Less Welfare, Same Poverty in Heart of Appalachia

People are moving into jobs, but the region's poverty rate hasn't budged.

For April Rupe and her son, it's a time of big adjustments.

For two years, she was a welfare mother at home. Two months ago, she started work full time as an assistant at a nursing home.

Ms. Rupe is delighted she can now pay her bills on time. But to do that, she often works 12- and 18-hour shifts, and goes in on her days off.

"It's hard when you've got a four-year-old and he's saying, 'Mommy, stay home,' " says Rupe.

But there's one adjustment this family won't have to make. They were poor when they were on welfare, and they're poor now. Like thousands of other former welfare families in these coal-mine-scarred hills of rural Appalachia, a full-time job hasn't meant a ticket out of poverty.

"Back in the 1960s we declared war on poverty. This is a war on welfare," says Jack Frech, director of the Athens County Department of Human Services.

Rupe and others like her represent one of the Clinton administration's best successes and, in the eyes of some, one of its most prominent failures. In 1992, then-candidate Clinton pledged, "No one who works full time and has children at home should be poor anymore. And no one who can work should be able to stay on welfare forever."

"[Mr. Clinton] delivered the second sentence; he's not yet delivered the first," says Sheldon Danziger, a professor of social work at the University of Michigan at Ann Arbor.

While still in its early stages, welfare reform has already been judged a great success in many states - at least in getting people off welfare. It's estimated that more than 2 million people have left the rolls since 1994.

But in terms of lifting families out of poverty and improving the quality of their lives - the gauge Athens County's Mr. Frech says should be used to judge success - the jury is still out.

In the past four years, welfare rolls in Athens County have been cut in half. But 70 percent of the people who left in the past two years took jobs that paid less than $6 an hour. The result: The Athens County poverty rate stubbornly remains at more than 30 percent - twice the national average.

For advocates for the poor, that's an indication much more needs to be done.

"More people are getting jobs, but it's not making their lives any better," says Kathy Lairn, a policy analyst at the Center on Budget and Policy Priorities in Washington.

A center analysis of US Census data nationwide found that between 1995 and 1996, a greater percentage of single, female-headed households were earning money on their own, but that average income for these households actually went down.

BUT for many, the fact that poor people are able to support themselves almost as well without government aid as they did with it is in itself a huge victory.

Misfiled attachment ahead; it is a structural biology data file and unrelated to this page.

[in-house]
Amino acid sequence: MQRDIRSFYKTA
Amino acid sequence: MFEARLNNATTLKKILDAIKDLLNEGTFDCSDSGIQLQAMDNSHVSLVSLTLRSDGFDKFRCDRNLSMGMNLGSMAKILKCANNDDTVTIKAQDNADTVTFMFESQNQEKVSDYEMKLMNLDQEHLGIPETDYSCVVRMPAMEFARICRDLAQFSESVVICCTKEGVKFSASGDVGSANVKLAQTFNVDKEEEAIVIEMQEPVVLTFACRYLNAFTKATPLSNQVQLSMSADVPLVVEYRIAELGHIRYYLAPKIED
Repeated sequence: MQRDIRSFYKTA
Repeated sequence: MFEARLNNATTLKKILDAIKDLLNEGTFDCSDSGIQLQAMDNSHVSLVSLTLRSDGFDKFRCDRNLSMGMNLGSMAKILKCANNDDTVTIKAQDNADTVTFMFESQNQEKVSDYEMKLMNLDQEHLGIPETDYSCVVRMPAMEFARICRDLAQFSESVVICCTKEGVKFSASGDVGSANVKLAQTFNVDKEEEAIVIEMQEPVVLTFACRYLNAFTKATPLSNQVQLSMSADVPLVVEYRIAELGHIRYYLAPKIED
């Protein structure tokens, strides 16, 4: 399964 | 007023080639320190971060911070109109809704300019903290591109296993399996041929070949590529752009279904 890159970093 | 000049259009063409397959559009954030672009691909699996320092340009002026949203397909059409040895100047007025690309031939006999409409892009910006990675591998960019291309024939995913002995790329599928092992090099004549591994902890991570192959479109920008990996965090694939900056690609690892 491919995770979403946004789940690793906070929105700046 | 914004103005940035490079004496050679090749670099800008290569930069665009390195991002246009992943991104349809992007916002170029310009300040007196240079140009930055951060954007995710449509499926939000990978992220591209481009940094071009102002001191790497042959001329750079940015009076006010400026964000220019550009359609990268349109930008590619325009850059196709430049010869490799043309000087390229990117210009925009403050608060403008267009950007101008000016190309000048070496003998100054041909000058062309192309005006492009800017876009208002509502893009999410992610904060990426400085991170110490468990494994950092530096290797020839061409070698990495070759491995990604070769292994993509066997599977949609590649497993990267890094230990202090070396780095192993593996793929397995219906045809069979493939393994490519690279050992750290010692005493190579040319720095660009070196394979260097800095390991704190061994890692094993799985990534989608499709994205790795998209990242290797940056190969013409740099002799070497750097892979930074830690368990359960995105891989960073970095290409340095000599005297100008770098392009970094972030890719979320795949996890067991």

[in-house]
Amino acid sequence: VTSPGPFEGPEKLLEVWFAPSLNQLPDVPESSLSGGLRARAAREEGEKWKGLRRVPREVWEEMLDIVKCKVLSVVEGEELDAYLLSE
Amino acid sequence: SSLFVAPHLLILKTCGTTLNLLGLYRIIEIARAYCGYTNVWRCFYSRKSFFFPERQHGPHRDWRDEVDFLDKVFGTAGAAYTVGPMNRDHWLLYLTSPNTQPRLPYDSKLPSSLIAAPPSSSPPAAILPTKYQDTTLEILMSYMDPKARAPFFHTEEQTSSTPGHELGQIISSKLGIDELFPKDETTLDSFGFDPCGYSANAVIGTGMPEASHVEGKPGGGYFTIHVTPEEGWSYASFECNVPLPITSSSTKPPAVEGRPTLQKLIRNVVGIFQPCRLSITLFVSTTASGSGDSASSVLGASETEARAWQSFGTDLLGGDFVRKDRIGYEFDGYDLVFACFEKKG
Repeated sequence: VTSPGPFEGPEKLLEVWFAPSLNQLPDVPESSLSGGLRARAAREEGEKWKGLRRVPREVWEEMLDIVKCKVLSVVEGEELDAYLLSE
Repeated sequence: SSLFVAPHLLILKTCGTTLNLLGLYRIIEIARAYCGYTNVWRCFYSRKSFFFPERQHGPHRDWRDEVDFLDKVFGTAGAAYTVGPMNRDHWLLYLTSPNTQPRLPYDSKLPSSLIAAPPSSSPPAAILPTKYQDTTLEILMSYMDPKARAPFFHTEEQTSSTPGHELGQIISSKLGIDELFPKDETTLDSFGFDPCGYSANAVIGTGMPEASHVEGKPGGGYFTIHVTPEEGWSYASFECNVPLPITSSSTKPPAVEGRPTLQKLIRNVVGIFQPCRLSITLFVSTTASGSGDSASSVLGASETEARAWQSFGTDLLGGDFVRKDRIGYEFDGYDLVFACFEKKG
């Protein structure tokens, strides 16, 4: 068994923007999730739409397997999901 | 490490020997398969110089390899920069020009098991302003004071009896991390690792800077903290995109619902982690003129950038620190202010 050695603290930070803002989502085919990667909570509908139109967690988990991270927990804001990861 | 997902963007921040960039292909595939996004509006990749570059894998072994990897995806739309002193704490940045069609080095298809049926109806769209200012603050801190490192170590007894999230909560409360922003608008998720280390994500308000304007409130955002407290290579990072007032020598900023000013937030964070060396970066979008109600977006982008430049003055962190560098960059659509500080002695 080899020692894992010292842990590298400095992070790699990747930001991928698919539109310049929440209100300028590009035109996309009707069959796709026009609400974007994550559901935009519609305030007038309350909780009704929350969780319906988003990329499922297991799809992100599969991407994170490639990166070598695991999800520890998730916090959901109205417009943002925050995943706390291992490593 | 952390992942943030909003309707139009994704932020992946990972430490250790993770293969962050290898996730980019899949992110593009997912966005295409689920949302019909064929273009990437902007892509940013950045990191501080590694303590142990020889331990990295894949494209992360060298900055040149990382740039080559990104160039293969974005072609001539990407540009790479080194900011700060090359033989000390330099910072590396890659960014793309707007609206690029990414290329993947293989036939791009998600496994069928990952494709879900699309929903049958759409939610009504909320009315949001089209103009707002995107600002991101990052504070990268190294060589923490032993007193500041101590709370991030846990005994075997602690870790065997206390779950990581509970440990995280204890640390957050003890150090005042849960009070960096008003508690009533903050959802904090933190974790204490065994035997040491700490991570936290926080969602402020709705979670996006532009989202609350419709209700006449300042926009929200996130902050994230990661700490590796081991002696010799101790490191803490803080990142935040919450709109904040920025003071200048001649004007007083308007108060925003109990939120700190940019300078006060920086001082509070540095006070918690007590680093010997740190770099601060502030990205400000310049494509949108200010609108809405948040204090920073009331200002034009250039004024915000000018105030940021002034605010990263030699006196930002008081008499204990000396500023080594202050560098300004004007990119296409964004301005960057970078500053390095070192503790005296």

"Welfare was a poison. It was a toxin that was poisoning the family," says Robert Rector, a welfare-reform policy analyst at the Heritage Foundation, a conservative Washington think tank. "The reform is changing the moral climate in low-income communities. It's beginning to rebuild the work ethic, which is much more important."

Mr. Rector and others contend that once "the habit of dependency is cracked," then the country can make other policy changes aimed at improving living standards.

But advocates for the poor say the problem is not so simple, particularly in an economy where real wages have held steady and low-wage jobs are paying less now in real terms than they did 20 years ago.

In other words, a good job is hard to find, let alone one with benefits.

Just ask Dave Smith, a Vietnam veteran who also lives in Appalachia, in The Plains, Ohio. He says it's been more than 25 years since he's had a good-paying job with benefits. "There's jobs, but the jobs they got don't pay enough to live on," says Mr. Smith. "And the way they talk to you don't build self-esteem. They're more like slave drivers."

Several years ago, Smith was on general assistance and joined the Appalachian People's Action Coalition. Created by low-income people to improve their lives and job prospects, APAC started a used-furniture store where Smith now works.

"Athens is a hotbed of grass-roots efforts to create sustainable development and jobs that are 'Appalachian,' " says APAC director Kathryn Lad. "But the bottom line is, the capital isn't here to get it going."

That's one reason advocates for the poor still see a role for the US government. They cite things like creating seed money for business development in low-income areas, expanding child-care subsidies, and boosting the minimum wage. They also want to build on the already-expanded earned income tax credit for the working poor.

"America still has a high poverty rate relative to that of other industrialized countries," says Professor Danziger. "It will take more government policies designed to make work pay to fulfill the first part of Clinton's campaign soundbite."

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